17. Scoon, G. S., et al. Effect of post-exercise sauna bathing on the endurance performance of competitive

male runners. J. Sci. Med. Sport. 10(4): 259-262, 2007


18. Duffield, R., J. Cannon and M. King. The effects of compression garments on recovery of muscle

performance following high-intensity sprint and plyometric exercise. J. Sci. Med. Sport. 13(1): 136-140, 2010.


19. Duffield, R., et al. The effects of compression garments on intermittent exercise performance and

recovery on consecutive days. Int. J. Sports. Physiol. Perform. 3(4): 454-468, 2008


20. Houghton, L. A., B. Dawson and S. K. Maloney. Effects of wearing compression garments on

thermoregulation during simulated team sport activity in temperate environmental conditions. J. Sci. Med. Sport. 12(2): 303-309, 2009.


21. Ahmaidi, S., et al. Effects of active recovery on plasma lactate and anaerobic power following repeated

intensive exercise. Med. Sci. Sports. Exerc. 28(4): 450-456, 1996.


22. Bond, V., et al. Effects of active and passive recovery on lactate removal and subsequent isokinetic

muscle function. J. Sports. Med. Phys. Fitness. 31(3): 357-361, 1991.


23. Dodd, S., et al. Blood lactate disappearance at various intensities of recovery exercise. J. Appl.

Physiol. 57(5): 1462-1465, 1984.


24. Fairchild, T. J., et al. Glycogen synthesis in muscle fibers during active recovery from intense exercise.

Med. Sci. Sports. Exerc. 35(4): 595-602, 2003.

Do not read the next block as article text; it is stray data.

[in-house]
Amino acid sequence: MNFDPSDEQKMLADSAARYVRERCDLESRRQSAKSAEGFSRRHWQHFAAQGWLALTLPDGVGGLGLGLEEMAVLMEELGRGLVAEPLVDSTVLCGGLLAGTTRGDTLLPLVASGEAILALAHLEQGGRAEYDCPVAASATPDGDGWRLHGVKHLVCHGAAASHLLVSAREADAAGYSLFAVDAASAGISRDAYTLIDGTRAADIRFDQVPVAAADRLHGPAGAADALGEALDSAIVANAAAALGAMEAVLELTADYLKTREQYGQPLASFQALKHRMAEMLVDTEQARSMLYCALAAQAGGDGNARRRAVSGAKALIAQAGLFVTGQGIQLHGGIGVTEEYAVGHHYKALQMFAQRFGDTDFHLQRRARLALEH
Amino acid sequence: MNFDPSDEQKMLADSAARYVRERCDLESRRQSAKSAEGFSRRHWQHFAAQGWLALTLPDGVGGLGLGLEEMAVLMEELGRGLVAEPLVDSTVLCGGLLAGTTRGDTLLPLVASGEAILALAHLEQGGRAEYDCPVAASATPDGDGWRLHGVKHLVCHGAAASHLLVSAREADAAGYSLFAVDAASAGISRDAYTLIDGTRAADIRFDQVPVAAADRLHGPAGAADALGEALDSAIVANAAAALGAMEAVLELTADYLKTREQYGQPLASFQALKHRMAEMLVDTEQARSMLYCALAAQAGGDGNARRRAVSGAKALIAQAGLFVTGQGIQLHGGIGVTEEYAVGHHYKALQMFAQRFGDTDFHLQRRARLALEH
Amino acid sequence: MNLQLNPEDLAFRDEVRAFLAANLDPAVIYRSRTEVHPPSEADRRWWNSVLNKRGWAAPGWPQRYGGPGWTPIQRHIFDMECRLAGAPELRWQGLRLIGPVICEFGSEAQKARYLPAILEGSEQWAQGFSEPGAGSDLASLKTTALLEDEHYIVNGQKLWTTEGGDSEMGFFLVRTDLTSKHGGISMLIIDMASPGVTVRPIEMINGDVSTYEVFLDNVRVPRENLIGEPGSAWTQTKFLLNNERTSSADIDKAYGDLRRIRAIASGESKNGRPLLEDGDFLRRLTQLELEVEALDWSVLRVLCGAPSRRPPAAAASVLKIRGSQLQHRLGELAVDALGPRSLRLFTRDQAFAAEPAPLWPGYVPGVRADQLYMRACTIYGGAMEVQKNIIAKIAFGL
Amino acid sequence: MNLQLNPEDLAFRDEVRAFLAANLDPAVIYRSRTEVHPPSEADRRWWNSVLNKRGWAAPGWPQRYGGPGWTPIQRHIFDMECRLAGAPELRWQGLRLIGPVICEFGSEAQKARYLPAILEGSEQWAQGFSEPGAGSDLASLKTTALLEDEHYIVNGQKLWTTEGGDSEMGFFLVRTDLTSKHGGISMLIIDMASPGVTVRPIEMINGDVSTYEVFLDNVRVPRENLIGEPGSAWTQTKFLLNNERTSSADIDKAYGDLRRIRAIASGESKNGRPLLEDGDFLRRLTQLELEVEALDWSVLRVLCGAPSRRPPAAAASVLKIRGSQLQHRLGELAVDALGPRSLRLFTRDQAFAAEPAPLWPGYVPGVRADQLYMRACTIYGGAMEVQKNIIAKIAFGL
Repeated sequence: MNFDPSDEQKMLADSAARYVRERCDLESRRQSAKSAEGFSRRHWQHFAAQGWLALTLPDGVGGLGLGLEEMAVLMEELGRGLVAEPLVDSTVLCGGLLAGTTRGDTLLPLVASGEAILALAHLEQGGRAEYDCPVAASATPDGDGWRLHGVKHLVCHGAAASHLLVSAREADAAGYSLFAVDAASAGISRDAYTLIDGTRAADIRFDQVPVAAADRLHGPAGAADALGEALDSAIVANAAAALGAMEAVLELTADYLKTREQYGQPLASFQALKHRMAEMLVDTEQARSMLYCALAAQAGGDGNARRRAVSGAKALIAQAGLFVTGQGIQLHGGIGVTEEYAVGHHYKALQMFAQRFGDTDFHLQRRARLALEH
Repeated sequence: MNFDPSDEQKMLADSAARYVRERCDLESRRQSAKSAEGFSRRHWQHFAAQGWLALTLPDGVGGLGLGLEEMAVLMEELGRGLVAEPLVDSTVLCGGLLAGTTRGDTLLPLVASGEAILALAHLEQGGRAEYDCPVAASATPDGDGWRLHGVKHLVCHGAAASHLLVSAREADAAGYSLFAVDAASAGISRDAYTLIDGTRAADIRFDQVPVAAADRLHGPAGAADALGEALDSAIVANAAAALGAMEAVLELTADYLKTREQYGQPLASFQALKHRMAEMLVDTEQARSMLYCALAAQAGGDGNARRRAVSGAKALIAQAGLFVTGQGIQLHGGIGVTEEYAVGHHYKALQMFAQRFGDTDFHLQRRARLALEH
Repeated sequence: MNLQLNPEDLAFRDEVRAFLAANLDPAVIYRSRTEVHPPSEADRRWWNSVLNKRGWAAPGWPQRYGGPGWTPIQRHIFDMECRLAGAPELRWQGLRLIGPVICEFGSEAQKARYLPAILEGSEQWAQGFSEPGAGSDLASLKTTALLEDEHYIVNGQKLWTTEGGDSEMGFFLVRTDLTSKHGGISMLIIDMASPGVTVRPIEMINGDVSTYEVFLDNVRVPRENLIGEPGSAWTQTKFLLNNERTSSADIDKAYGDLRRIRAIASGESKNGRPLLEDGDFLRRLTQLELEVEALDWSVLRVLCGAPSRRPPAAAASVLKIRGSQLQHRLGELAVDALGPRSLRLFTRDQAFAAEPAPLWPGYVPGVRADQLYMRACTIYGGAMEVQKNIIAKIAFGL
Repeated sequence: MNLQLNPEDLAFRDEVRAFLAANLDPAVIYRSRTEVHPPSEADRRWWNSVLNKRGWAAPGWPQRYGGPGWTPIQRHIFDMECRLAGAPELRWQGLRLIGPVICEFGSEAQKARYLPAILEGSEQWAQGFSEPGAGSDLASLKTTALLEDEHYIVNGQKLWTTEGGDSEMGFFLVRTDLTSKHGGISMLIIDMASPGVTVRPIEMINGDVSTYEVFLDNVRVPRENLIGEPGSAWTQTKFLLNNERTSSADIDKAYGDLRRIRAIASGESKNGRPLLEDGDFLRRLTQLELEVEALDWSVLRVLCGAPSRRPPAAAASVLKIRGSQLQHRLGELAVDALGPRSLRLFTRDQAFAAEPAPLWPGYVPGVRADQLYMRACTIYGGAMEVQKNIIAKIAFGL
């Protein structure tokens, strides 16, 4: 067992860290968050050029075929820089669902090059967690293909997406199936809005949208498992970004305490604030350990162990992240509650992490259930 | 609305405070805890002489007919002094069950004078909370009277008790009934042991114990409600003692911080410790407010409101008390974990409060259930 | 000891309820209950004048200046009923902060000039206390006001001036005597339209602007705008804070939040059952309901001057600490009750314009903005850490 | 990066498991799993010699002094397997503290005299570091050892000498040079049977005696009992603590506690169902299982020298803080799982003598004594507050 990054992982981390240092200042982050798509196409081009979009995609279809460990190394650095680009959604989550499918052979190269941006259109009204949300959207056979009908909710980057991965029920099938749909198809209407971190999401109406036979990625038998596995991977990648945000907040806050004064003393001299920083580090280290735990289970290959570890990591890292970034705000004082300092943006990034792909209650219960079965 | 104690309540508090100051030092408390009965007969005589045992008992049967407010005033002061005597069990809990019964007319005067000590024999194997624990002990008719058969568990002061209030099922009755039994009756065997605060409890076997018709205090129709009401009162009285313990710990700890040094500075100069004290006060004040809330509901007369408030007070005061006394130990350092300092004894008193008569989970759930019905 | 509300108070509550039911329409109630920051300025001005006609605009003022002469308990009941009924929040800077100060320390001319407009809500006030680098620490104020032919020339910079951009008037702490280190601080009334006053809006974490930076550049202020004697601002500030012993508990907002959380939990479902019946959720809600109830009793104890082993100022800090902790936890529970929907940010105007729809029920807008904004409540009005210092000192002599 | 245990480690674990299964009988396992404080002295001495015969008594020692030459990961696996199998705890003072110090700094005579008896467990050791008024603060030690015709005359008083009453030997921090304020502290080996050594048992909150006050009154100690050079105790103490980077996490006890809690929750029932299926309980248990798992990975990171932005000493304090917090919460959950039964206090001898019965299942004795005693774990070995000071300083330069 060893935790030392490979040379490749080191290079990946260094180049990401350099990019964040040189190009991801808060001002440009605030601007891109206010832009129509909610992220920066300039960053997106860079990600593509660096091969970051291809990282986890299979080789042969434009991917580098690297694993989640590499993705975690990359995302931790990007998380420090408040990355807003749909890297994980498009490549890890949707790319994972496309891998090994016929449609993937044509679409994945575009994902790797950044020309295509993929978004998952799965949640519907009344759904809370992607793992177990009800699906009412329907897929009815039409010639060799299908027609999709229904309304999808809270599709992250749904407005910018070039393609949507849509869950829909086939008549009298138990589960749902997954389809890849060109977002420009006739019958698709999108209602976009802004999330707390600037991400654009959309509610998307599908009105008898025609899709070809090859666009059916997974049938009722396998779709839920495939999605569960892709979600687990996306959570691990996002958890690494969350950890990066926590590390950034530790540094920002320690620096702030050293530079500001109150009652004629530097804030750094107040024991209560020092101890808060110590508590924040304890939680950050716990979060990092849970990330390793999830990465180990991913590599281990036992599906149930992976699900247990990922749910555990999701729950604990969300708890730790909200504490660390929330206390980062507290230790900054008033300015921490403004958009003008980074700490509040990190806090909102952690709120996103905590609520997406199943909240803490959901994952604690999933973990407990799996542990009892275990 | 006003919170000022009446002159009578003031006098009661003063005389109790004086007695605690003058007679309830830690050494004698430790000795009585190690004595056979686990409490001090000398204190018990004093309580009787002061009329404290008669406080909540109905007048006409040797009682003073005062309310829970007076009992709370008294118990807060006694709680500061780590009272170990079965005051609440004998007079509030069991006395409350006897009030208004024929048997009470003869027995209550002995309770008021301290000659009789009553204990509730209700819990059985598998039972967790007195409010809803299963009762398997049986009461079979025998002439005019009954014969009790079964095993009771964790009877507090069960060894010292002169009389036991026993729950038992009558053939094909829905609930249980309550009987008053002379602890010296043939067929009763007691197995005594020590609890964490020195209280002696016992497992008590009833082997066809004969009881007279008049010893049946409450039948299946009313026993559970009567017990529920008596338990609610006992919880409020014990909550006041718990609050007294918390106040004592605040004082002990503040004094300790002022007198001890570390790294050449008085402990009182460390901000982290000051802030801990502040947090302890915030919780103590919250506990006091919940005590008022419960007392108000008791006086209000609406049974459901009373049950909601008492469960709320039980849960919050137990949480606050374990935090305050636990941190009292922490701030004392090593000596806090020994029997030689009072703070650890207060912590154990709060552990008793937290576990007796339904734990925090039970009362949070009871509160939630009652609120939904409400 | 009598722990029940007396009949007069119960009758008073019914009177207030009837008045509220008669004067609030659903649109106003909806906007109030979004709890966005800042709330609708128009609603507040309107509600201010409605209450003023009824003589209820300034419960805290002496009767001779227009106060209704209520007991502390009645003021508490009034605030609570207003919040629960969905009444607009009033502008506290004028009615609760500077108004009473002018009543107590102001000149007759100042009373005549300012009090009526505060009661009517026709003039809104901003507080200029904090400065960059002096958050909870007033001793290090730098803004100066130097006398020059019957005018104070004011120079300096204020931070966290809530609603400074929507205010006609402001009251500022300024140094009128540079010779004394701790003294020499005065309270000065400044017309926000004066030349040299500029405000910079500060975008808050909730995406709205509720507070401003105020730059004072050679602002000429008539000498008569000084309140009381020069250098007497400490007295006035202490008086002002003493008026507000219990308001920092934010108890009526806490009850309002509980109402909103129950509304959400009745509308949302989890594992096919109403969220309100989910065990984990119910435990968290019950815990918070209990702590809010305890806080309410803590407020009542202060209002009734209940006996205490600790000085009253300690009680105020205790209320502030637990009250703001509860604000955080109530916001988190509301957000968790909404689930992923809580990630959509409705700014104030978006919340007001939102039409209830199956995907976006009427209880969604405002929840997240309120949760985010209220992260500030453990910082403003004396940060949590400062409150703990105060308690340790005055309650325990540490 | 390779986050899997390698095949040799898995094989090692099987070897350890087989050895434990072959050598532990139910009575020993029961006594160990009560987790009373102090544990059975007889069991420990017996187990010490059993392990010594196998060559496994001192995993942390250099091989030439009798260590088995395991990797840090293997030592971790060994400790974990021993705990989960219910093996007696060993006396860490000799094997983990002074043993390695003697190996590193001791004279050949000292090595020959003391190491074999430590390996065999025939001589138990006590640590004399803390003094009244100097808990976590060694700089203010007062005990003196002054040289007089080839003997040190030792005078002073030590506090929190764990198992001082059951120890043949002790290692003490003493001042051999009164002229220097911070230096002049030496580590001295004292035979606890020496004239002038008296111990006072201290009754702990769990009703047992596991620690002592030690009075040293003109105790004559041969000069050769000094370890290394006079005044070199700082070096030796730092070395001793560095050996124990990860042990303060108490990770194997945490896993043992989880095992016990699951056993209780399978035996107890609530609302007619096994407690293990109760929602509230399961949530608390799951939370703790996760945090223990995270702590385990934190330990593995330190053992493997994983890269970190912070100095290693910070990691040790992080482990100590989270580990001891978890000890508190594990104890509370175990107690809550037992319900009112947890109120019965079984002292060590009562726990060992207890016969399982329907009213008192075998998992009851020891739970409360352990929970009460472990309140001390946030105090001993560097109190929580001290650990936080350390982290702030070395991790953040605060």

25. Bonen, A., et al. Mild exercise impedes glycogen repletion in muscle. J. Appl. Physiol. 58(5):

1622-1629, 1985


26. Choi, D., et al. Effect of passive and active recovery on the resynthesis of muscle glycogen. Med. Sci.

Sports. Exerc. 26(8): 992-996, 1994.


27. Ivy, J. L., et al. Muscle glycogen synthesis after exercise: effect of time of carbohydrate ingestion. J.

Appl. Physiol. 64(4): 1480-1485, 1988.


28. Friedman, J. E., P. D. Neufer and G. L. Dohm. Regulation of glycogen resynthesis following exercise.

Dietary considerations. Sports. Med. 11(4): 232-243, 1991.


29. Pascoe, D. D. and L. B. Gladden. Muscle glycogen resynthesis after short term, high intensity exercise

and resistance exercise. Sports. Med. 21(2):98-118, 1996


30. Andersson, H., et al. Neuromuscular fatigue and recovery in elite female soccer: effects of active

recovery. Med. Sci. Sports. Exerc. 40(2): 372-380, 2008


31. Dupont, G., N. Blondel and S. Berthoin. Performance for short intermittent runs: active recovery vs.

passive recovery. Eur J Appl Physiol. 89(6): 548-554, 2003.